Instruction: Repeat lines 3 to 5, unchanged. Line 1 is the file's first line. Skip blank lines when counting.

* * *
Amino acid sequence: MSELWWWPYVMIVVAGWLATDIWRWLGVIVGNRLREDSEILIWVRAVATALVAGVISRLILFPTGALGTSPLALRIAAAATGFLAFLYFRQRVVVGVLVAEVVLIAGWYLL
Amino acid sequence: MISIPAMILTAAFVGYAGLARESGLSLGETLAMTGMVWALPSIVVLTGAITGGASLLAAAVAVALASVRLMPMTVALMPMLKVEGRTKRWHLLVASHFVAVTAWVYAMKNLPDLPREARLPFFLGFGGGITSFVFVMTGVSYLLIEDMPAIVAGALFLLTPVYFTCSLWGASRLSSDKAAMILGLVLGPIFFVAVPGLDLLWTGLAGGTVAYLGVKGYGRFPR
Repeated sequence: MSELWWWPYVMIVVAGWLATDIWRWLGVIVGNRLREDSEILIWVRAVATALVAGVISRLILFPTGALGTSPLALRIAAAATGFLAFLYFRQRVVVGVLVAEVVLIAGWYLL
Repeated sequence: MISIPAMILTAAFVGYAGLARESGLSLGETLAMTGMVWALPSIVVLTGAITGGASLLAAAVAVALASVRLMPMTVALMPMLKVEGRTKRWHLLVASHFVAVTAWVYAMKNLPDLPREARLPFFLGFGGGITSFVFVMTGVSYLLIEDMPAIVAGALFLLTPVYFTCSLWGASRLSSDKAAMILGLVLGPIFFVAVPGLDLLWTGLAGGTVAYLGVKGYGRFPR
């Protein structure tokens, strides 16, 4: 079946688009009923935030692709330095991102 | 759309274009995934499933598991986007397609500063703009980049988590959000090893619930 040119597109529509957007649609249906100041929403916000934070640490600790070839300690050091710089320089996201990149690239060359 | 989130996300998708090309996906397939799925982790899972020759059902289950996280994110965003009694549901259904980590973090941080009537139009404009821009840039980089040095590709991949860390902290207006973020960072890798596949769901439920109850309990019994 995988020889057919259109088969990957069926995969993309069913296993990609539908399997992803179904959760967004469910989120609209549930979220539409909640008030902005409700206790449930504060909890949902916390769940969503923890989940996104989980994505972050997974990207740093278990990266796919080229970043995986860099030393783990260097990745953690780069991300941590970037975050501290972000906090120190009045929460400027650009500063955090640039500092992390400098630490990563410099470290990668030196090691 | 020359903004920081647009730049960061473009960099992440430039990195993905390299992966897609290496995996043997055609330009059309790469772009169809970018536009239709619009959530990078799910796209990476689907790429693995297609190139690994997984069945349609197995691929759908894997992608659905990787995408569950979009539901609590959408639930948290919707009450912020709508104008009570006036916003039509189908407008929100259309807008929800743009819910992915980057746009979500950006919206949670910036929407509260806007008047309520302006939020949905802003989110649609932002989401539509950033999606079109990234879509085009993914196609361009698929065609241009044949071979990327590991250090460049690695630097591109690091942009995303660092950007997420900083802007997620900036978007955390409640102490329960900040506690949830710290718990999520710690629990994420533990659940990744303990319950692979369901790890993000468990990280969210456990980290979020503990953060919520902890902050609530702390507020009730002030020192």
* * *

Repeated sequence: MSELWWWPYVMIVVAGWLATDIWRWLGVIVGNRLREDSEILIWVRAVATALVAGVISRLILFPTGALGTSPLALRIAAAATGFLAFLYFRQRVVVGVLVAEVVLIAGWYLL
Repeated sequence: MISIPAMILTAAFVGYAGLARESGLSLGETLAMTGMVWALPSIVVLTGAITGGASLLAAAVAVALASVRLMPMTVALMPMLKVEGRTKRWHLLVASHFVAVTAWVYAMKNLPDLPREARLPFFLGFGGGITSFVFVMTGVSYLLIEDMPAIVAGALFLLTPVYFTCSLWGASRLSSDKAAMILGLVLGPIFFVAVPGLDLLWTGLAGGTVAYLGVKGYGRFPR
């Protein structure tokens, strides 16, 4: 079946688009009923935030692709330095991102 | 759309274009995934499933598991986007397609500063703009980049988590959000090893619930 040119597109529509957007649609249906100041929403916000934070640490600790070839300690050091710089320089996201990149690239060359 | 989130996300998708090309996906397939799925982790899972020759059902289950996280994110965003009694549901259904980590973090941080009537139009404009821009840039980089040095590709991949860390902290207006973020960072890798596949769901439920109850309990019994 995988020889057919259109088969990957069926995969993309069913296993990609539908399997992803179904959760967004469910989120609209549930979220539409909640008030902005409700206790449930504060909890949902916390769940969503923890989940996104989980994505972050997974990207740093278990990266796919080229970043995986860099030393783990260097990745953690780069991300941590970037975050501290972000906090120190009045929460400027650009500063955090640039500092992390400098630490990563410099470290990668030196090691 | 020359903004920081647009730049960061473009960099992440430039990195993905390299992966897609290496995996043997055609330009059309790469772009169809970018536009239709619009959530990078799910796209990476689907790429693995297609190139690994997984069945349609197995691929759908894997992608659905990787995408569950979009539901609590959408639930948290919707009450912020709508104008009570006036916003039509189908407008929100259309807008929800743009819910992915980057746009979500950006919206949670910036929407509260806007008047309520302006939020949905802003989110649609932002989401539509950033999606079109990234879509085009993914196609361009698929065609241009044949071979990327590991250090460049690695630097591109690091942009995303660092950007997420900083802007997620900036978007955390409640102490329960900040506690949830710290718990999520710690629990994420533990659940990744303990319950692979369901790890993000468990990280969210456990980290979020503990953060919520902890902050609530702390507020009730002030020192």